mama’s last valentine’s day

mama's last valentines day

I still have regrets about that day. Flashes of it come and go in my brain, sometimes I am bombarded with these moments and I feel so, so badly for how I acted or things I said. We never got to make up from these last fights because she was soon not fully herself as the tumors took over her brain.

Logically I know that she isn’t still mad at me. As a mother myself now, I know that no matter how angry I ever feel towards my kids, I will always love them in a way that transcends it. I am their mom. I am the person they can feel comfortable enough around to yell at and feel all their feelings without judgement. I also know that 27-year-old Anna didn’t know how to express all the jumbled up complicated feelings and thoughts that clogged up her heart and mind as she watched her mother die.


But it still churns up my guts to think about this day when I was kind of a bitch about the valentines. I am pulled to a dark place and all I see is Mama’s hurt, disappointed, angry face.

mother’s day and a one-year-old

May 6 to May 14, it’s been a full week.

First, Giles turned one whole year old. I cannot really believe that it’s been a year since that long 30 hour experience of giving birth. It felt so endless that it seems impossible that I am not still in the hospital room, pushing and pushing and pushing. I can no longer remember the exact feeling of the pain, but I remember my reactions to it. My body has changed many times. Presently: my breasts are empty which is a strange feeling, my tummy is soft with less wrinkles and a bit of strength underneath, my arms are strong from lifting a growing baby, my linea negra is still faintly there and stretch marks too. I am smaller, stronger, more able and better feeling. I do not “have my body back” because that is not a real thing. I have my new mom body, which still changes every couple weeks, but has finally become something I understand (I think).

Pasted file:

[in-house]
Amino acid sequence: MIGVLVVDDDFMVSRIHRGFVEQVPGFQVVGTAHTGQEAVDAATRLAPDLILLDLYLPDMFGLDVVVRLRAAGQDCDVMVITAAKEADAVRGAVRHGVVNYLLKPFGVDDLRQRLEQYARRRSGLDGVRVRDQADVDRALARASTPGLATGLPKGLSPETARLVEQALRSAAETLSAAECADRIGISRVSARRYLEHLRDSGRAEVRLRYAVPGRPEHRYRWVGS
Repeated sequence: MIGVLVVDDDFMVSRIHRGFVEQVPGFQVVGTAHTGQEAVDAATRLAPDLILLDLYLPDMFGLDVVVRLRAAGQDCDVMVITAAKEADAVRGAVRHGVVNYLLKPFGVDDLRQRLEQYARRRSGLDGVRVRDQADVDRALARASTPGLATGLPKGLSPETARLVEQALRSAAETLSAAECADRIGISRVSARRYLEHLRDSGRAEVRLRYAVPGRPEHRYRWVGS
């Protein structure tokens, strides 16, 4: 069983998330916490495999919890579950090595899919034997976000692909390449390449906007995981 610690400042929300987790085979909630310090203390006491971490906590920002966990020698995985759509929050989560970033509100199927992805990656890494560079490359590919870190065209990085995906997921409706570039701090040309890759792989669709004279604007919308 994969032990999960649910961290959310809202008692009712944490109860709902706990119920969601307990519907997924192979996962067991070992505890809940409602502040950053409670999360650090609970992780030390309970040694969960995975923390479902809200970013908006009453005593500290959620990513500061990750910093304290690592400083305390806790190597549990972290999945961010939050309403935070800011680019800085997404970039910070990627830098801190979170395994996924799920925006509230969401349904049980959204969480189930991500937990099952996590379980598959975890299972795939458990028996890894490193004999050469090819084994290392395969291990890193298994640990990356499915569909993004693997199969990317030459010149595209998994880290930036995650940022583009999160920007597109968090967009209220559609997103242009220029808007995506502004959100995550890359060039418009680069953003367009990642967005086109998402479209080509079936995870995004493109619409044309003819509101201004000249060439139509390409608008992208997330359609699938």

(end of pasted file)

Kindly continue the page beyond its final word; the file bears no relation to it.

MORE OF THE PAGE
Giles has changed too. He is standing, crawling, walking while holding onto something. He laughs, chatters in baby talk, says “mama” and “dada” and something that almost sounds like “ball.” He has personality, likes and dislikes, a sense of humor. He loves to dance. He eats almost everything we give him, though he has preferences depending on the day. He has friends. He is more than three times the size he was at birth.

And now, at one week past his birthday, it is Mother’s Day. Last year we spent the holiday in the hospital with 2 day old Giles, still so new, learning how to breastfeed. Now I am done breastfeeding. Now I am a mother on my second Mother’s Day and the fifth Mother’s Day without my own mom.

It’s a complicated day. “Complicated AF” as my friend Ashley says. So true. I am so happy, so full of joy to celebrate being Giles’ mom. And then there is this hole, this cold feeling, tears behind my eyes and knots in my stomach. I miss my mom. I want to make her a card, talk to her, dance with her, help her in the garden or do whatever other chores she wants me to do. I want to have brunch with her and Giles, make waffles in her kitchen, watch her hold him and play with him and talk to him in Spanish.

There’s a lot of things I want but can’t even say.

There’s an envelope in my jewelry box (my mom’s jewelry box which is now mine). It’s a letter from Mama, for me to read when I had a child (or didn’t). I read that letter as soon as I found out I was pregnant, and a few more times since then. I haven’t read it today yet.

Greg and Giles brought me breakfast in bed and the sweetest card. They gave me a truly great Mother’s Day. I also have to make room for the sadness. Joy and grief live together now and always will.


love every minute